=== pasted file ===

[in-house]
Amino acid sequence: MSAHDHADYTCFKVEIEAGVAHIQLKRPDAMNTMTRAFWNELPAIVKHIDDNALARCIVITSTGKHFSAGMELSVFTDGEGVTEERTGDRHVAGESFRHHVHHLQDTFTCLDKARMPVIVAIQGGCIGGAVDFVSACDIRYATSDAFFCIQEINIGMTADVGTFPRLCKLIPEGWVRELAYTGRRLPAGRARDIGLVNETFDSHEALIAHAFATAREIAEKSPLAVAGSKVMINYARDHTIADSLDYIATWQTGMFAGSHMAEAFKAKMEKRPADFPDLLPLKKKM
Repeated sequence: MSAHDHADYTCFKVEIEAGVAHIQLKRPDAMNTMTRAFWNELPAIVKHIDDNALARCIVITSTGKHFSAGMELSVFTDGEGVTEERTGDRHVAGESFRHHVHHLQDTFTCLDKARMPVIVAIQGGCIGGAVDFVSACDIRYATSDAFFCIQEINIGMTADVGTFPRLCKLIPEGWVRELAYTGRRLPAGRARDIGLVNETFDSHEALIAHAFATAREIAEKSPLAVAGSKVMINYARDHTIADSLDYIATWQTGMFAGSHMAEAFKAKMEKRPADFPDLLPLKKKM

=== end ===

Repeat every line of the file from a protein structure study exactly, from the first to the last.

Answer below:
[in-house]
Amino acid sequence: MSAHDHADYTCFKVEIEAGVAHIQLKRPDAMNTMTRAFWNELPAIVKHIDDNALARCIVITSTGKHFSAGMELSVFTDGEGVTEERTGDRHVAGESFRHHVHHLQDTFTCLDKARMPVIVAIQGGCIGGAVDFVSACDIRYATSDAFFCIQEINIGMTADVGTFPRLCKLIPEGWVRELAYTGRRLPAGRARDIGLVNETFDSHEALIAHAFATAREIAEKSPLAVAGSKVMINYARDHTIADSLDYIATWQTGMFAGSHMAEAFKAKMEKRPADFPDLLPLKKKM
Repeated sequence: MSAHDHADYTCFKVEIEAGVAHIQLKRPDAMNTMTRAFWNELPAIVKHIDDNALARCIVITSTGKHFSAGMELSVFTDGEGVTEERTGDRHVAGESFRHHVHHLQDTFTCLDKARMPVIVAIQGGCIGGAVDFVSACDIRYATSDAFFCIQEINIGMTADVGTFPRLCKLIPEGWVRELAYTGRRLPAGRARDIGLVNETFDSHEALIAHAFATAREIAEKSPLAVAGSKVMINYARDHTIADSLDYIATWQTGMFAGSHMAEAFKAKMEKRPADFPDLLPLKKKM